In a duty-cycled WSN, each node has two possible states: active state and sleep state [14]. Each state is determined by turning on or off the RF transceiver of a node. In this paper, we assume that each node determines the active and sleep states independently, when it is deployed [27]. The entire lifetime of each node is divided into multiple working periods of the same length, each of which has τ time slots. All sensor nodes are time synchronized at the slot level using local time synchronization techniques, such as Flooding Time Synchronization Protocol [28] and Tiny-Sync [29]. Each node u randomly selects one time slot of a(u)[0,τ−1] as its active slot and sleeps in the remaining τ−1 time slots in a working period. The duty cycle is defined as 1/τ. The duration of each time slot is long enough for a node to send or receive one data packet. A node can receive data only in its active time slot, but can transmit a data packet at any time slot.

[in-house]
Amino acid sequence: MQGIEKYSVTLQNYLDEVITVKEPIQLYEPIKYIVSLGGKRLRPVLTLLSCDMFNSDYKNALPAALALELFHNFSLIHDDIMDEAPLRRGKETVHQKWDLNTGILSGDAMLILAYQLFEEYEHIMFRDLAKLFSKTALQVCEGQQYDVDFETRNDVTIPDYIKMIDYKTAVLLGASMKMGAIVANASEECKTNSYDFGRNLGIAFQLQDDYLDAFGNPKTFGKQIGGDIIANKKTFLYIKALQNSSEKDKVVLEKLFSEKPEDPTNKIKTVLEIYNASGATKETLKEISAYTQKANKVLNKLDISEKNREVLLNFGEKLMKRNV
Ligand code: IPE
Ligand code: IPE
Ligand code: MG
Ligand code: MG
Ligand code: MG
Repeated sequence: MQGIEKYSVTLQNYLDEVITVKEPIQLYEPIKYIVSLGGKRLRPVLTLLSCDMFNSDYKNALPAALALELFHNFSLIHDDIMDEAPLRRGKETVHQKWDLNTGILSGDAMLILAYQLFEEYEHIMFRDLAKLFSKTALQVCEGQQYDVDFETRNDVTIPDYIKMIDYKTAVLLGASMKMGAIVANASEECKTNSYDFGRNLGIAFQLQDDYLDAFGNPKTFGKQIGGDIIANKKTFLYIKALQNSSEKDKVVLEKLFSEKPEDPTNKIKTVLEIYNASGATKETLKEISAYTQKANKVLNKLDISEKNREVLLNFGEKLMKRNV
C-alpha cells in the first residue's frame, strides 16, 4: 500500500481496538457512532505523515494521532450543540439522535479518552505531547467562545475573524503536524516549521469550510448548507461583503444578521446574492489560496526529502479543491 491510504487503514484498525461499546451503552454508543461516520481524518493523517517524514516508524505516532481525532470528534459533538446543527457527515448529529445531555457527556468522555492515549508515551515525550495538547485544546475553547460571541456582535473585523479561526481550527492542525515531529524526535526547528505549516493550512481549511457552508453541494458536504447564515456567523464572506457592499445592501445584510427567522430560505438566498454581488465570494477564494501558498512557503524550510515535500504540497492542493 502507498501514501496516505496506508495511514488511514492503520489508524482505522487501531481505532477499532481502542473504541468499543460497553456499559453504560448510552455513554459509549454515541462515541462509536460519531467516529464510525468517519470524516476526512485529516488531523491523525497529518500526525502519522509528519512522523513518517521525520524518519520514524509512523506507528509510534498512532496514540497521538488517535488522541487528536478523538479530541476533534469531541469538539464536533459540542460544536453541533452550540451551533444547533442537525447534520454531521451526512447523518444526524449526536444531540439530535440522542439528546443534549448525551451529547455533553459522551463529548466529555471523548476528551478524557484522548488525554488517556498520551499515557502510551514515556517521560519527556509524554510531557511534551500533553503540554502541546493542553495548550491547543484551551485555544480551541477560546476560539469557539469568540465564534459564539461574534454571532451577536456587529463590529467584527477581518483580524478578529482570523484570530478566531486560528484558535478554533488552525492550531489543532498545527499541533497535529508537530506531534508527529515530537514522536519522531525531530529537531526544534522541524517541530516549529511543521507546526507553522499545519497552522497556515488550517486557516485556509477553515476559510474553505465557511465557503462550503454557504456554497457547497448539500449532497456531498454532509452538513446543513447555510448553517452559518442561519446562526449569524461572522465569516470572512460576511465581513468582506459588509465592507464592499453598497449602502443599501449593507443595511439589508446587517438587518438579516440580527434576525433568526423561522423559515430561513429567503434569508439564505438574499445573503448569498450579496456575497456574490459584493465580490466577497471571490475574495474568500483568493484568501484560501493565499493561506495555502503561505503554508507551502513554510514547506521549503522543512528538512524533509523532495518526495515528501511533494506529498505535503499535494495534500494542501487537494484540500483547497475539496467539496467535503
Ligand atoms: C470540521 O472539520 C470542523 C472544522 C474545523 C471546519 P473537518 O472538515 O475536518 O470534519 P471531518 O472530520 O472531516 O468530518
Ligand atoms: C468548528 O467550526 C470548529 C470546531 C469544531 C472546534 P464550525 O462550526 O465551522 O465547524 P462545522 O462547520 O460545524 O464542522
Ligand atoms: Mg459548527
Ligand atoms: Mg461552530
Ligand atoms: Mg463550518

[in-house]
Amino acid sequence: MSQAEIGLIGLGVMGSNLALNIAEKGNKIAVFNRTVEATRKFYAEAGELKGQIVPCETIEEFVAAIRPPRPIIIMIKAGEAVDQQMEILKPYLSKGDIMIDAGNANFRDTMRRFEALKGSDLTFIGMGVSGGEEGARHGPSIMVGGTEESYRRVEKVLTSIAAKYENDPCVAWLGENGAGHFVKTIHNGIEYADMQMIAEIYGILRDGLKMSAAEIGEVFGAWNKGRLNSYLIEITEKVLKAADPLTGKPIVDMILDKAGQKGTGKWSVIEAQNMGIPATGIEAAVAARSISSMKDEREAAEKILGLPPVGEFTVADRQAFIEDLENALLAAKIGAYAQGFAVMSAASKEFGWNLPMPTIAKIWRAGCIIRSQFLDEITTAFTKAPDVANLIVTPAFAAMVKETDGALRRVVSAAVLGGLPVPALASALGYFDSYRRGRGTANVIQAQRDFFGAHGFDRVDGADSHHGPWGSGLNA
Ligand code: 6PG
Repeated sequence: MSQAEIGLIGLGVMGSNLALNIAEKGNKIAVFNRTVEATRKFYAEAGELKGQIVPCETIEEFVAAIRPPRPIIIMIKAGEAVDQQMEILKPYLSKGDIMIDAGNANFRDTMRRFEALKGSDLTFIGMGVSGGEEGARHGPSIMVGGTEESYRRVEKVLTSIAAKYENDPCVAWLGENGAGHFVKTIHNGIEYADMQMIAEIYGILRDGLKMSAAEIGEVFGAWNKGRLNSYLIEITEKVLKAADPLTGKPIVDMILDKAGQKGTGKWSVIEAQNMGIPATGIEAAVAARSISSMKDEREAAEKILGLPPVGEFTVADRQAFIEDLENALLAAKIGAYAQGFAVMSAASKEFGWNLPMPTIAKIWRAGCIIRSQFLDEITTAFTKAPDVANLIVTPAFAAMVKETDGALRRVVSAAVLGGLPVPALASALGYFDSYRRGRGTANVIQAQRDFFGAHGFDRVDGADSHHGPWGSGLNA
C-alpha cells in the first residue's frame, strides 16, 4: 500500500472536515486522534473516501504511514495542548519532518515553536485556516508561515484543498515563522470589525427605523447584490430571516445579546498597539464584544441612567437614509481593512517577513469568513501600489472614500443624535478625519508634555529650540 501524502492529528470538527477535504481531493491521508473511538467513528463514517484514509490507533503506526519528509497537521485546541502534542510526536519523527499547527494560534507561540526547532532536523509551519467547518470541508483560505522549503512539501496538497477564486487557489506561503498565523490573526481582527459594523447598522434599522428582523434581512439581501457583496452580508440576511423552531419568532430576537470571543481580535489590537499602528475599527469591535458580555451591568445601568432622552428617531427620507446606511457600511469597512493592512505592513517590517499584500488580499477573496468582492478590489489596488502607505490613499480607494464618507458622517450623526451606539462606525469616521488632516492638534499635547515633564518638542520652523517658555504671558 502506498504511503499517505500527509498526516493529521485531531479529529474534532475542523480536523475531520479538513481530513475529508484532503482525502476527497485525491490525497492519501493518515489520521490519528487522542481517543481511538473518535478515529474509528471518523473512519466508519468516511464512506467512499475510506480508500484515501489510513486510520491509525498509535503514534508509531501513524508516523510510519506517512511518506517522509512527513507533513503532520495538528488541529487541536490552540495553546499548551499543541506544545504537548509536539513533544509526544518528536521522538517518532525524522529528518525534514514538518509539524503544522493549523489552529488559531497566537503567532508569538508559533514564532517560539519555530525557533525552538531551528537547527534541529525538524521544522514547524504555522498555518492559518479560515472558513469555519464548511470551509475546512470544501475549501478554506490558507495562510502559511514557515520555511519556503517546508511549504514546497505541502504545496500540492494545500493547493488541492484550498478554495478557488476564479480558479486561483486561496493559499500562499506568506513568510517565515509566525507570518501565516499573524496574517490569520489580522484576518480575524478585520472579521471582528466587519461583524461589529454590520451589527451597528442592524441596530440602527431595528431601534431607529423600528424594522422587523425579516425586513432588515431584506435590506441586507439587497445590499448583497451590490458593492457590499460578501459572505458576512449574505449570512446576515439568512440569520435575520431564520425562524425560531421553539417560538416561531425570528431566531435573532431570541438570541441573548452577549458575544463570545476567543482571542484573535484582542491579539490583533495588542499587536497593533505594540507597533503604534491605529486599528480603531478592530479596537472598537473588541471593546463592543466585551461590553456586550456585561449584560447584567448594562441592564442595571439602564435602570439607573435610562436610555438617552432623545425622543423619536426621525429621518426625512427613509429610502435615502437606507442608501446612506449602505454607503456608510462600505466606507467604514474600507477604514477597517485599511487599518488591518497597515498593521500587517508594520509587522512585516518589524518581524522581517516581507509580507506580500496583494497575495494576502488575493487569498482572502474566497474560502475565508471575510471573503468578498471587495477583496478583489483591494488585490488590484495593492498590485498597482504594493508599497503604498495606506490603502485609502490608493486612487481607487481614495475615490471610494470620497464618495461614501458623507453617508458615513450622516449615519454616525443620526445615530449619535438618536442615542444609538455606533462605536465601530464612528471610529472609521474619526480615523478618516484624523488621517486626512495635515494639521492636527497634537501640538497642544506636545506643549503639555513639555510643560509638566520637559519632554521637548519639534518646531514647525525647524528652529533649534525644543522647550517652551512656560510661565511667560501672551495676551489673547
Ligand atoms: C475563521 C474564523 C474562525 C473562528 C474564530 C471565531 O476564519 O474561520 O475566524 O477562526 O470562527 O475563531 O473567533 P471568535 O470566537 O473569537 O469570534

We assume that every node in WSNs uses the half-duplex mode, i.e., it can either send or receive one data packet in one time slot. In other words, the node cannot send and receive at the same time. We further assume the interference range and the transmission range of each node are the same [30]. The interference causing a packet collision is classified into two types: primary and secondary interferences. Primary interference occurs when a node has more than one communication task in a single time slot. Typical examples are sending and receiving at the same time, or receiving from two different nodes. Secondary interference occurs when a node that is receiving a data packet overhears another transmission intended for other nodes. Our proposed scheme prevents collisions caused by both primary and secondary interferences in duty-cycled WSNs.